Editor’s note: This film is no longer available online.
Filmmaker: David Gough
More than one billion people live in slums worldwide, with as many as one million in Kibera, Africa’s largest such settlement in the Kenyan capital Nairobi.
Slum Survivors tells some of their stories: Carol, a single mother of three, walks miles each day in search of work washing other people’s clothes.
It is a hand-to-mouth existence. Sometimes she gets work and buys food, but most of the time she and her children go to bed hungry.
Dennis Onyango fell into poverty when his father left his mother for another woman. Forced out of school because of unpaid fees, he ended up in Mombasa where he found work as a DJ.
Life was good until inter-ethnic fighting forced Dennis back to the safety of Nairobi. But poverty and desperation pushed him into a life of crime.
These days, Dennis is trying to change. He wants to turn his back on crime and start afresh.
Patrick Mburu says he has lost many friends to crime and believes hard work is the only way out of poverty for him and his young family.
Patrick is determined his kids will get an education and empties latrines to make it happen. Most slum dwellers never finish school and end up trapped in poverty. Patrick will do anything but steal to keep his son in school.
Abdul Kassim also believes in the importance of education. He works as a telecom engineer, but puts most of his income into a free secondary school for girls, which he started in January 2006.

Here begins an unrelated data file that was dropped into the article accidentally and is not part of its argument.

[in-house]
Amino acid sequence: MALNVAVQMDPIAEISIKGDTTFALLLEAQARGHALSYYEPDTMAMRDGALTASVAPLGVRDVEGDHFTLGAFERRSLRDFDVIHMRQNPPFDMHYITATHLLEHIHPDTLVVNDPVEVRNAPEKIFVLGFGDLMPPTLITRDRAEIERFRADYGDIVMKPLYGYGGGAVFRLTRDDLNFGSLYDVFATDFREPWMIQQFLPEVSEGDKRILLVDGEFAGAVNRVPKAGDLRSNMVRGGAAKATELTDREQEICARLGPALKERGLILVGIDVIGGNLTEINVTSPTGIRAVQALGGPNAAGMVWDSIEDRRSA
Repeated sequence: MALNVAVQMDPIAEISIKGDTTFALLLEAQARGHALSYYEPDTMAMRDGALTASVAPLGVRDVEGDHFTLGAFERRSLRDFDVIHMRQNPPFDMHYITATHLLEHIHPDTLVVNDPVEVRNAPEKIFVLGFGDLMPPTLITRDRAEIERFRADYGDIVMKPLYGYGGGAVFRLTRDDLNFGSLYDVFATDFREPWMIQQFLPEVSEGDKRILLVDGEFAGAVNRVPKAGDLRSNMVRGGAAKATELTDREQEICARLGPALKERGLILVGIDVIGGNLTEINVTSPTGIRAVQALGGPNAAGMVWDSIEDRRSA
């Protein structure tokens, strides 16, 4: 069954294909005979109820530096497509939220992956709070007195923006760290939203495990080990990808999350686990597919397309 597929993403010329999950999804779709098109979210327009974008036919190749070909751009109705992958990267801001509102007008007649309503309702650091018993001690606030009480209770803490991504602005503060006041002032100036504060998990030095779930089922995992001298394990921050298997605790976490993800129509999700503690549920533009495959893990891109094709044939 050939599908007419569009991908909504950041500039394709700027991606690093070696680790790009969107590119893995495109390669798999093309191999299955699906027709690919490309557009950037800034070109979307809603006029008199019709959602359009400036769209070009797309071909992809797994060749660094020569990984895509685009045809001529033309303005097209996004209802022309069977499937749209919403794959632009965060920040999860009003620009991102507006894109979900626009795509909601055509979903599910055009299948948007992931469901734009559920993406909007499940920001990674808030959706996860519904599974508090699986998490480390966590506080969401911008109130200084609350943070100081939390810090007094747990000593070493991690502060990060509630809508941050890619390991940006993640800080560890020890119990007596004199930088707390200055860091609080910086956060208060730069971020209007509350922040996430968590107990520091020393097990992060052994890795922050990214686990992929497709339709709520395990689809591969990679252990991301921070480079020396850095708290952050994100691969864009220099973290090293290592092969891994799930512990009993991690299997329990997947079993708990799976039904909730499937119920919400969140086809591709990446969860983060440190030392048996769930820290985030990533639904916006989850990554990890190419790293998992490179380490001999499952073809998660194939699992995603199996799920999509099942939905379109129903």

He saw the gender inequality in Kiberia and initially started a girl’s soccer team.
“Then all the challenges, all the bad things that happen within Kibera saw some of them getting into early marriages, some of them got pregnant – there was a time when I lost the entire striking force of my team and it brought into question the starting of another alternative, which was nothing but education”, Abdul Kassim says.
Christina, 17, is just one of 48 pupils at Abdul’s school but her story is typical.
She lives with her mother, father and five siblings in a one-room shack. Her parents’ relationship is fraught and Christina is often left alone in charge of the house.
When she finished primary school, her father refused to send her to secondary school, claiming that educating girls was a waste of money.
Christina has a hole in her heart – a serious condition for which she should take daily medication but the cost, $10 per day, is far beyond her family’s means. School, a job and then a salary might just save her life.
Slum Survivors can be seen from Thursday, September 2, 2010.
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